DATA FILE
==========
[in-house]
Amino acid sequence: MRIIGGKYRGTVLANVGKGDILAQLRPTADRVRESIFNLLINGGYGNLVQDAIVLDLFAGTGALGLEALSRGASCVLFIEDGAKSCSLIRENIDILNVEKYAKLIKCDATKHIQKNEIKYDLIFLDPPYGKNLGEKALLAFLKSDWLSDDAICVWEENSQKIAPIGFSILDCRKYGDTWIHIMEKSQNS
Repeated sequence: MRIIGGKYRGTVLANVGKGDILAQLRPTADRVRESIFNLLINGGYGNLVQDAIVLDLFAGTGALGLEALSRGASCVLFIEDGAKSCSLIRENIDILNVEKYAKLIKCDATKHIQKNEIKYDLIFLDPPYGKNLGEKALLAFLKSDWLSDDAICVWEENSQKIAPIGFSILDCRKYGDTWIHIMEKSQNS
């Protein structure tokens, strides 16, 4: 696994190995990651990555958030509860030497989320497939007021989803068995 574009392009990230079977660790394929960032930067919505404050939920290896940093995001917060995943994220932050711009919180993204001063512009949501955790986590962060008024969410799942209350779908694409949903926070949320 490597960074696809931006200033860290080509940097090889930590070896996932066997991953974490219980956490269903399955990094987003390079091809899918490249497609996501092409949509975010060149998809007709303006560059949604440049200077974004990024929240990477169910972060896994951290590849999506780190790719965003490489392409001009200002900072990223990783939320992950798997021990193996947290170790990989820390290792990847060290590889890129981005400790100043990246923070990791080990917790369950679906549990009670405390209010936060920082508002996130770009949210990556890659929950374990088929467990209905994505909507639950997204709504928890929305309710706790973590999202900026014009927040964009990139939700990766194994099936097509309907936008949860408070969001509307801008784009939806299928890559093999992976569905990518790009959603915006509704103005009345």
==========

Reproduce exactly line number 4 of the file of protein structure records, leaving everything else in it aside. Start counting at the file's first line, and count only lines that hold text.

């Protein structure tokens, strides 16, 4: 696994190995990651990555958030509860030497989320497939007021989803068995 574009392009990230079977660790394929960032930067919505404050939920290896940093995001917060995943994220932050711009919180993204001063512009949501955790986590962060008024969410799942209350779908694409949903926070949320 490597960074696809931006200033860290080509940097090889930590070896996932066997991953974490219980956490269903399955990094987003390079091809899918490249497609996501092409949509975010060149998809007709303006560059949604440049200077974004990024929240990477169910972060896994951290590849999506780190790719965003490489392409001009200002900072990223990783939320992950798997021990193996947290170790990989820390290792990847060290590889890129981005400790100043990246923070990791080990917790369950679906549990009670405390209010936060920082508002996130770009949210990556890659929950374990088929467990209905994505909507639950997204709504928890929305309710706790973590999202900026014009927040964009990139939700990766194994099936097509309907936008949860408070969001509307801008784009939806299928890559093999992976569905990518790009959603915006509704103005009345």